Critter of the Week: The brittle star Ophioleuce brevispinum

This week we bring you a species that puts the ‘brittle’ into brittle star: the beautiful and fragile Ophioleuce brevispinum.

This week we bring you a species that puts the ‘brittle’ into brittle star: the beautiful and fragile Ophioleuce brevispinum, described by the New Zealand echinoderm expert Hubert Lyman Clark in 1911 (1, 2).

This species, and the other species in the genus Ophioleuce, have extremely thin and delicate arms and discs and are pretty rare in our collection. The species name brevispinum means “short spine” and refers to its two short armspines (2). It is known to occur in deep waters - 850-1930 metres in depth - to the north of New Zealand, from the Bay of Plenty to the seamounts along the Kermadec Ridge.

This particular beauty was photographed during the 2012 Vulnerable Deepsea Communities programme voyage to the Clark Seamount, on the southern Kermadec Ridge at 920 metres depth. Its disc is about 5mm in diameter, and their distinctive pink disc, fading to white at the arm tips, makes them stand out against the volcanic gravel on the flanks of the seamount.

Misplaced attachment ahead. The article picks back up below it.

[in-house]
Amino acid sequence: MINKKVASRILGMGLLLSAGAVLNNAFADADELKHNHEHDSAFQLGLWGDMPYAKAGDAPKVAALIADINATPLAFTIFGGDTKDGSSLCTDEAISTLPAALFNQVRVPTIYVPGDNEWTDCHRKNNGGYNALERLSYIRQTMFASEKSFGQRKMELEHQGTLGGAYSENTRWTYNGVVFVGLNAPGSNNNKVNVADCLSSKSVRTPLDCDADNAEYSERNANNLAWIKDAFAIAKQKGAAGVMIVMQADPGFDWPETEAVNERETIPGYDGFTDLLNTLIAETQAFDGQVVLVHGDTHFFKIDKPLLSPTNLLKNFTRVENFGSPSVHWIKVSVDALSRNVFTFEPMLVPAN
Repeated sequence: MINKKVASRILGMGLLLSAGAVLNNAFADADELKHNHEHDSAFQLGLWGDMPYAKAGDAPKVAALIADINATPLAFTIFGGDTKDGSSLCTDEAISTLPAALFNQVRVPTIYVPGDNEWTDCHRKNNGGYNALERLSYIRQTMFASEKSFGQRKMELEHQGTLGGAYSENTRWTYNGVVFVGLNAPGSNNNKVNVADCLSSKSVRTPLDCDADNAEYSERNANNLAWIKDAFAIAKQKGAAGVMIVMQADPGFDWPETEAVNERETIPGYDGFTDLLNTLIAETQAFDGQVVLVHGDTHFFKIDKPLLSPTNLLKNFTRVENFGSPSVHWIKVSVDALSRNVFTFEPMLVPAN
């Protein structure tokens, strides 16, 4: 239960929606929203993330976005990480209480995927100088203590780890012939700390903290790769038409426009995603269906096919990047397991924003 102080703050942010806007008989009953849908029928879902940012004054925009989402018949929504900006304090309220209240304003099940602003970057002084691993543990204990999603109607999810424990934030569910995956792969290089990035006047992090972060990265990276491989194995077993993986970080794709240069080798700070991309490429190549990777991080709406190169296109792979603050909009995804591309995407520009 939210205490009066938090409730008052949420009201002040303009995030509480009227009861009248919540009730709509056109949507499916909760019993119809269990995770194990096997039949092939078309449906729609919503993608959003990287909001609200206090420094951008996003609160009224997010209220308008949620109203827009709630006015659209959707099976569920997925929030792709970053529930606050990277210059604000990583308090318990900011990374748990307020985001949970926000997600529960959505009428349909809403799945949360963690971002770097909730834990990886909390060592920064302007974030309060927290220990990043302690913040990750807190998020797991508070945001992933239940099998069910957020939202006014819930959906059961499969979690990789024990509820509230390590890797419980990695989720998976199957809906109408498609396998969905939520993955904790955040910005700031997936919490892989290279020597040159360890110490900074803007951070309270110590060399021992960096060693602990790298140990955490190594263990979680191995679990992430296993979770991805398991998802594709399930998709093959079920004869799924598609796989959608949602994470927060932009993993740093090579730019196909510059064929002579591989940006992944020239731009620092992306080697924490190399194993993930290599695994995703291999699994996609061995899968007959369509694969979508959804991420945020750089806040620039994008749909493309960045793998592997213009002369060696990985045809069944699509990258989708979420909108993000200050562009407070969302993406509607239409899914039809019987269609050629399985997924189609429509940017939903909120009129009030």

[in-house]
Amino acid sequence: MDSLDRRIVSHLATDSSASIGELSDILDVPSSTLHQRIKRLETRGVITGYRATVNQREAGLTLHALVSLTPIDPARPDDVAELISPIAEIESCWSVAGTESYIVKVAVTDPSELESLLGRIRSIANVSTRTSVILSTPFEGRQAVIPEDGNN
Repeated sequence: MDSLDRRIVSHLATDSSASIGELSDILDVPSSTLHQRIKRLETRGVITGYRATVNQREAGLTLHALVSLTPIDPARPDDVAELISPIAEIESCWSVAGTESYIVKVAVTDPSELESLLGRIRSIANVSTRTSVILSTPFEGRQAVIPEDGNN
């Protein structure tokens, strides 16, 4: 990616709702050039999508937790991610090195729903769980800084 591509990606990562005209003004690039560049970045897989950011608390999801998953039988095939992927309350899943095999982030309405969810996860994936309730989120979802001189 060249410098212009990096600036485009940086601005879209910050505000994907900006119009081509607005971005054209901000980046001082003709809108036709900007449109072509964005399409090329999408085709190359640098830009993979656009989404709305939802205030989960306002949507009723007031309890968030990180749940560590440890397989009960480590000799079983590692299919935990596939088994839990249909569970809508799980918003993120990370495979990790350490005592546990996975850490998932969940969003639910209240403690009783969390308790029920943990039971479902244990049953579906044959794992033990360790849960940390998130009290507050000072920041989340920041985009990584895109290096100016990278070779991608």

A closely related species, Ophioleuce regulare, is found in the Ross Sea (Antarctica), Macquarie Ridge south of New Zealand, and southern Australian waters (3).

This genus once belonged to the family Ophioleucidae, which is now designated as a subfamily of the large Ophiuridae family. Now considered the subfamily Ophioleucinae, its members are widespread in the major oceans of the world, with five living genera which are all characterised by long, slender arms, a few small armspines, a regular series of oral papillae (like small square teeth) along the margin of the jaws, and discs decorated with granules or small spines. References: (1) (2) “North Pacific ophiurans in the collection of the United States National museum, by Hubert Lyman Clark (1911). The description of the species we know today as Ophioleuce brevispinum can be found on page 98:


Specimen photo by Owen Anderson/ NIWA, seafloor image by DTIS/ NIWA. Scale bar in specimen photo is 0.5 cm, and the red laser dots in the seafloor image are 20 cm apart.